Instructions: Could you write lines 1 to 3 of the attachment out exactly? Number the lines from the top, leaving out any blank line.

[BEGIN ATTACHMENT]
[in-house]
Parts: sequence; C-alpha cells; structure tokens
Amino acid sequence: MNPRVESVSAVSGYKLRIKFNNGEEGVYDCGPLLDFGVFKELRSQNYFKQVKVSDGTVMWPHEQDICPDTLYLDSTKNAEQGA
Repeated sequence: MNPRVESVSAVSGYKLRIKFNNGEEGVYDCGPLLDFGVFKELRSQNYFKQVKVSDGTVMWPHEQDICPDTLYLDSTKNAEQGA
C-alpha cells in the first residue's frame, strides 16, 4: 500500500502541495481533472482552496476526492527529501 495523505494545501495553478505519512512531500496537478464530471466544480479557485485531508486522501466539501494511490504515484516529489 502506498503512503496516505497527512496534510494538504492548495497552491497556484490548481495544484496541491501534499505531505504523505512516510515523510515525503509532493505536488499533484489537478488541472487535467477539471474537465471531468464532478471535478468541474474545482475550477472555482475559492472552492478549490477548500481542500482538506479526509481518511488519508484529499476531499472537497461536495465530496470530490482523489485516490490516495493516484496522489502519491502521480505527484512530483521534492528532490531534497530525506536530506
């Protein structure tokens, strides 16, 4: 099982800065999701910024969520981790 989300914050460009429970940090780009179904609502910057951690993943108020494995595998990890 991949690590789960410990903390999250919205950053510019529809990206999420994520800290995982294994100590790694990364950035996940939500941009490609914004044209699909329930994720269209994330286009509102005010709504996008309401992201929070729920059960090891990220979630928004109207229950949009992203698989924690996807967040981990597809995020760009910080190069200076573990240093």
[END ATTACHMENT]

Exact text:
[in-house]
Parts: sequence; C-alpha cells; structure tokens
Amino acid sequence: MNPRVESVSAVSGYKLRIKFNNGEEGVYDCGPLLDFGVFKELRSQNYFKQVKVSDGTVMWPHEQDICPDTLYLDSTKNAEQGA